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On the 25th Anniversary of the Genocide Against the Tutsi, Celebrate Peace

It's 25 years since the beginning of the 100 day massacre that left one million Rwandans dead. At the time, I watched helpless and horrified from my home in distant Canada. Today, I am writing this overlooking Rwanda's beautiful hills from the Democratic Republic of the Congo.

The genocide perpetrated against the Tutsi in Rwanda is what first inspired me to become a peace blogger. The genocide struck me deeply, and when I met a Rwandan filmmaker who was building cross-cultural understanding between Canadian and Rwandan youth through film, I realised that a pen and a camera were potent instruments for peace. Since then, I have traveled to over twenty countries, recording first-person stories that open our hearts a little bit wider towards each other, and therefore peace. It is very special to come "home" to Rwanda on this milestone anniversary.

There were no signs of the former conflict as I walked the hills of Gisenyi last weekend. On the contrary, the exuberant voices of a church choir awakened me on Saturday morning. When I went to investigate, twenty-five children were intently watching the young choir director. When he noticed me, he led the Nubuyesuya Za chorale in a joyful song, accompanied by their ten-year old drummer. Cries of joy rather than cries of pain echoed through the church.

Upon taking my leave, I descended the hill towards the shore of Lake Kivu. Similar youthful optimism shined through the smiles of three boys who spontaneously gave me the peace sign on the path. Women sat in the local market behind tables and tarps covered with fresh vegetables, sugar cane, and tiny sambaza fish, freshly caught from the lake. Goats munched on cabbage leaves before being shooed away by the seller.

Continuing towards the river, a man came to meet me, offering me a boat tour of the lake. Dissuaded by the dark clouds, instead Moses joined me as I continued my exploration of the shoreline on foot. Anchored beside his large passenger vessel were dozens of long, narrow fishing boats. Poles connected three parallel boats together, about 10 feet apart. In a mixture of English and French, Moses explained the fishermen's lifestyle to me. The formation allowed them to hang nets between their boats and catch small silver sambaza each night. Passing a man who was cooking beans over a three-stone fire, Moses explained that the fishermen lived on their boats and cooked on the shore. Curious, I asked if they married and raised families on board the tiny vessels. "Yes," Moses answered, "he has two children." They didn't go to school because he couldn't afford the 18,000 franc fee per child per semester. I worried how they would manage during the rainy season, which could unleash sudden, violent storms. A tiny makeshift tent over some benches across the hull appeared to be their only shelter.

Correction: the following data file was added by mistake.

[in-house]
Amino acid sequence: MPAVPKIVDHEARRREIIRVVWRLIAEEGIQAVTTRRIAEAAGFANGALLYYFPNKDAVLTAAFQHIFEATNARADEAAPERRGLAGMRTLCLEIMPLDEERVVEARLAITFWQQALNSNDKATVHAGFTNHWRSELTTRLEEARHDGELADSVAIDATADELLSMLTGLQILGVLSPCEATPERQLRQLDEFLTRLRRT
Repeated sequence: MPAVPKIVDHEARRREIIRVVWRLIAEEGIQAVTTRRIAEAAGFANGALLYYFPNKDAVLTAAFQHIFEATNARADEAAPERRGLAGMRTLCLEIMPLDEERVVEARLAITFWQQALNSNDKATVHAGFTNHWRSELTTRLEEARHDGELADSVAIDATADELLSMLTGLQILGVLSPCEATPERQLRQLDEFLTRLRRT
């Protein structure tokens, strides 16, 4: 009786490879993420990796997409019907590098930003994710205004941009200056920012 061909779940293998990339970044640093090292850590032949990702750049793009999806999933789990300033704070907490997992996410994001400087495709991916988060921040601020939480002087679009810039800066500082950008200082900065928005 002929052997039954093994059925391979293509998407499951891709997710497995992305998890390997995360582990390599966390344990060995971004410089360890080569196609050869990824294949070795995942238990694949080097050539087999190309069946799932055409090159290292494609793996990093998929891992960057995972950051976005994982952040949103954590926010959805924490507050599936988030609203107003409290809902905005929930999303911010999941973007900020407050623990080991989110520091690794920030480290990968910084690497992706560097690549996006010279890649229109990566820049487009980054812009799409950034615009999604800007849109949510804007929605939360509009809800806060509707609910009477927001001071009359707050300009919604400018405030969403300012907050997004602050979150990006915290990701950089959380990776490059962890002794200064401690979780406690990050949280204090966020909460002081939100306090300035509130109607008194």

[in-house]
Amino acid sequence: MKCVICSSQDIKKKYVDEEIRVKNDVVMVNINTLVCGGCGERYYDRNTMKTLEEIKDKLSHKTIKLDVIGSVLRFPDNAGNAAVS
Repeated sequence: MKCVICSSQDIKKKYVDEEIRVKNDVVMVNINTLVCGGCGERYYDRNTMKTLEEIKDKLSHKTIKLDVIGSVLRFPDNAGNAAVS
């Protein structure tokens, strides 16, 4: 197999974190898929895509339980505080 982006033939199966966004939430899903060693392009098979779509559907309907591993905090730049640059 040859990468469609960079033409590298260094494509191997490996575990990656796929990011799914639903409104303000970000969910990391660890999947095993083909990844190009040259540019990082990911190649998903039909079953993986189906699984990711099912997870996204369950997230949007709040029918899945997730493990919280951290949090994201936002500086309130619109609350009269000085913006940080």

Three children were knee-high in the water, holding thin bamboo poles tied with fishing lines. One of the poles bent tautly, and a little boy pulled up a sambaza. I asked if I could take a picture, and he posed as proudly as my cousin catching a twelve-pounder. 

No, there weren't any signs of the genocide in Gisenyi last weekend. Most of the people I met were too young to have been alive in 1994. But as I returned home on the back of a motorcycle at night, watching hundreds of people walking down the dirt road in groups of 2, 3, or 6, I remembered the days when people fled from groups of neighbours who had become killers, inflamed by past conflict and colonial divisions. My heart is heavy as I recall the stories, tears, and commemoration services of years gone by. I know Rwandans around the world are mourning that dark time in their history this month, and the innocence or relatives they lost during that time. One of my dear friends, Julienne, lost 26 family members, and miraculously found her husband and children safe when she returned to rescue them during the heart of the madness.

I would like to share the commemorative poem I wrote to mourn those lost during that terrible time, and great remorse for the abandonment of the west when Rwanda needed us most. You were not completely forgotten, Rwanda. We remember you still.

I added a new verse to the poem five years ago, which celebrates the dawn of a new era in Rwanda — one that ignores the distinction of tribe and celebrates the reconciliation that has been achieved since then. As two Rwandan sisters told me recently, more remains to be done, but what has been achieved so far gives us hope for a deep and lasting peace.





Cry for peace, Rwanda

Let justice flow down like rivers

And peace like everlasting streams



We will never forget the lost ones, the lost years

But we will never be enslaved to them again



Proclaim it aloud –

all are equal


Sisters and brothers in one family

Let every life be precious

Let every one be loved



May you know that you are priceless


May you grow into an abundance of love



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